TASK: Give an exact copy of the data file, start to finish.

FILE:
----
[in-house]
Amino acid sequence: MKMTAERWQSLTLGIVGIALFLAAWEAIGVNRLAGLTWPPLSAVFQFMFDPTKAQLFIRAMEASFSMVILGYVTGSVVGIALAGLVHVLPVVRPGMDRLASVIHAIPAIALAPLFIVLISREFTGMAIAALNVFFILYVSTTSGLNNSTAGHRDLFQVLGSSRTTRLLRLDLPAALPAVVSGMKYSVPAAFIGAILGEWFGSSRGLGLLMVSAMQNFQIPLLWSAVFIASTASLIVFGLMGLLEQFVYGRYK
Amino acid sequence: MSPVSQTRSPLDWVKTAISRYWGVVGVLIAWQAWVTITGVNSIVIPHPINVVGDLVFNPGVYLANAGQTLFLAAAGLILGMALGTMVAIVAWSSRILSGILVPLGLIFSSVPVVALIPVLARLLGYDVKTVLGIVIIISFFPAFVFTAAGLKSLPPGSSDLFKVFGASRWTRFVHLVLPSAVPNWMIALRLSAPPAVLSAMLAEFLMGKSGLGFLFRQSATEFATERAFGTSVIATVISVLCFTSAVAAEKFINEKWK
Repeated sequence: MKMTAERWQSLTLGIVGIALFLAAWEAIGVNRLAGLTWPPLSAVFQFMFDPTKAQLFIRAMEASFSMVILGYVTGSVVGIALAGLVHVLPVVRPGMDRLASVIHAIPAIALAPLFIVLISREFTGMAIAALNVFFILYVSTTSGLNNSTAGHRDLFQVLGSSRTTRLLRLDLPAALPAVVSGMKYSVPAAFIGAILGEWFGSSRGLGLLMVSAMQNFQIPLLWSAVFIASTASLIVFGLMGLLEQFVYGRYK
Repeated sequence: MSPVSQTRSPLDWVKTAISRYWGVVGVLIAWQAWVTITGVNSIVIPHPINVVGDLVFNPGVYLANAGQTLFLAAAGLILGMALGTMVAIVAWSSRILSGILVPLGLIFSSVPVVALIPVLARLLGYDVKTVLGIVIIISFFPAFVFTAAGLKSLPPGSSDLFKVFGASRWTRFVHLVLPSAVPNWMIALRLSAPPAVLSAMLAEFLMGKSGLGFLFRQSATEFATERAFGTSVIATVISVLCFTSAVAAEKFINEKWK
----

[in-house]
Amino acid sequence: MKMTAERWQSLTLGIVGIALFLAAWEAIGVNRLAGLTWPPLSAVFQFMFDPTKAQLFIRAMEASFSMVILGYVTGSVVGIALAGLVHVLPVVRPGMDRLASVIHAIPAIALAPLFIVLISREFTGMAIAALNVFFILYVSTTSGLNNSTAGHRDLFQVLGSSRTTRLLRLDLPAALPAVVSGMKYSVPAAFIGAILGEWFGSSRGLGLLMVSAMQNFQIPLLWSAVFIASTASLIVFGLMGLLEQFVYGRYK
Amino acid sequence: MSPVSQTRSPLDWVKTAISRYWGVVGVLIAWQAWVTITGVNSIVIPHPINVVGDLVFNPGVYLANAGQTLFLAAAGLILGMALGTMVAIVAWSSRILSGILVPLGLIFSSVPVVALIPVLARLLGYDVKTVLGIVIIISFFPAFVFTAAGLKSLPPGSSDLFKVFGASRWTRFVHLVLPSAVPNWMIALRLSAPPAVLSAMLAEFLMGKSGLGFLFRQSATEFATERAFGTSVIATVISVLCFTSAVAAEKFINEKWK
Repeated sequence: MKMTAERWQSLTLGIVGIALFLAAWEAIGVNRLAGLTWPPLSAVFQFMFDPTKAQLFIRAMEASFSMVILGYVTGSVVGIALAGLVHVLPVVRPGMDRLASVIHAIPAIALAPLFIVLISREFTGMAIAALNVFFILYVSTTSGLNNSTAGHRDLFQVLGSSRTTRLLRLDLPAALPAVVSGMKYSVPAAFIGAILGEWFGSSRGLGLLMVSAMQNFQIPLLWSAVFIASTASLIVFGLMGLLEQFVYGRYK
Repeated sequence: MSPVSQTRSPLDWVKTAISRYWGVVGVLIAWQAWVTITGVNSIVIPHPINVVGDLVFNPGVYLANAGQTLFLAAAGLILGMALGTMVAIVAWSSRILSGILVPLGLIFSSVPVVALIPVLARLLGYDVKTVLGIVIIISFFPAFVFTAAGLKSLPPGSSDLFKVFGASRWTRFVHLVLPSAVPNWMIALRLSAPPAVLSAMLAEFLMGKSGLGFLFRQSATEFATERAFGTSVIATVISVLCFTSAVAAEKFINEKWK